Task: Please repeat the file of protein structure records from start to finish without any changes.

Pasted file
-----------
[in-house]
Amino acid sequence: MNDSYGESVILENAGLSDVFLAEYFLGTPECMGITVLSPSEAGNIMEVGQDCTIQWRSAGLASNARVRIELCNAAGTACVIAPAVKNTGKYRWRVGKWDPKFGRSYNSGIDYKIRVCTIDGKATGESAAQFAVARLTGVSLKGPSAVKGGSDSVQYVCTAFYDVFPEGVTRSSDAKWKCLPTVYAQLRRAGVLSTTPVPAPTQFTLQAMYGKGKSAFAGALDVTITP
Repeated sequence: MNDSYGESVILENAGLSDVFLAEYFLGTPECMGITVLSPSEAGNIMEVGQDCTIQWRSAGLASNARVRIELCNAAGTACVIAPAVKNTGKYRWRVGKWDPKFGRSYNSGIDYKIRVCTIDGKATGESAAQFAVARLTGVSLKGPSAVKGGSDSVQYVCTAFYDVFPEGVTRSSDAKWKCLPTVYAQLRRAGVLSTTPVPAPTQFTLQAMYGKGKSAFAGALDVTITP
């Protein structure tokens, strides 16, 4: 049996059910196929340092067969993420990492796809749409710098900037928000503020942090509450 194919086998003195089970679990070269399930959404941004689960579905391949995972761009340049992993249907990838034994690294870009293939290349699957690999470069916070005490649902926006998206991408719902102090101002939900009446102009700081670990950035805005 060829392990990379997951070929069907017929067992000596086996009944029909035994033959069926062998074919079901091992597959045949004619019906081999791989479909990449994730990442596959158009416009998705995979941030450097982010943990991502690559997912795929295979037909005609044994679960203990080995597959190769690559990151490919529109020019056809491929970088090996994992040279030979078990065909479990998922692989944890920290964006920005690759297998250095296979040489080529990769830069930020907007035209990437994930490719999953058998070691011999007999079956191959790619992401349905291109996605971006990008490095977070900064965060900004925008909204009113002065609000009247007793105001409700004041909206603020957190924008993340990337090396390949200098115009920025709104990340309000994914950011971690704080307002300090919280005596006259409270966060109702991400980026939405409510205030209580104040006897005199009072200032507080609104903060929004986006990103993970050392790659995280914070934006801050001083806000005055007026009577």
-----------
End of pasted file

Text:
[in-house]
Amino acid sequence: MNDSYGESVILENAGLSDVFLAEYFLGTPECMGITVLSPSEAGNIMEVGQDCTIQWRSAGLASNARVRIELCNAAGTACVIAPAVKNTGKYRWRVGKWDPKFGRSYNSGIDYKIRVCTIDGKATGESAAQFAVARLTGVSLKGPSAVKGGSDSVQYVCTAFYDVFPEGVTRSSDAKWKCLPTVYAQLRRAGVLSTTPVPAPTQFTLQAMYGKGKSAFAGALDVTITP
Repeated sequence: MNDSYGESVILENAGLSDVFLAEYFLGTPECMGITVLSPSEAGNIMEVGQDCTIQWRSAGLASNARVRIELCNAAGTACVIAPAVKNTGKYRWRVGKWDPKFGRSYNSGIDYKIRVCTIDGKATGESAAQFAVARLTGVSLKGPSAVKGGSDSVQYVCTAFYDVFPEGVTRSSDAKWKCLPTVYAQLRRAGVLSTTPVPAPTQFTLQAMYGKGKSAFAGALDVTITP
């Protein structure tokens, strides 16, 4: 049996059910196929340092067969993420990492796809749409710098900037928000503020942090509450 194919086998003195089970679990070269399930959404941004689960579905391949995972761009340049992993249907990838034994690294870009293939290349699957690999470069916070005490649902926006998206991408719902102090101002939900009446102009700081670990950035805005 060829392990990379997951070929069907017929067992000596086996009944029909035994033959069926062998074919079901091992597959045949004619019906081999791989479909990449994730990442596959158009416009998705995979941030450097982010943990991502690559997912795929295979037909005609044994679960203990080995597959190769690559990151490919529109020019056809491929970088090996994992040279030979078990065909479990998922692989944890920290964006920005690759297998250095296979040489080529990769830069930020907007035209990437994930490719999953058998070691011999007999079956191959790619992401349905291109996605971006990008490095977070900064965060900004925008909204009113002065609000009247007793105001409700004041909206603020957190924008993340990337090396390949200098115009920025709104990340309000994914950011971690704080307002300090919280005596006259409270966060109702991400980026939405409510205030209580104040006897005199009072200032507080609104903060929004986006990103993970050392790659995280914070934006801050001083806000005055007026009577």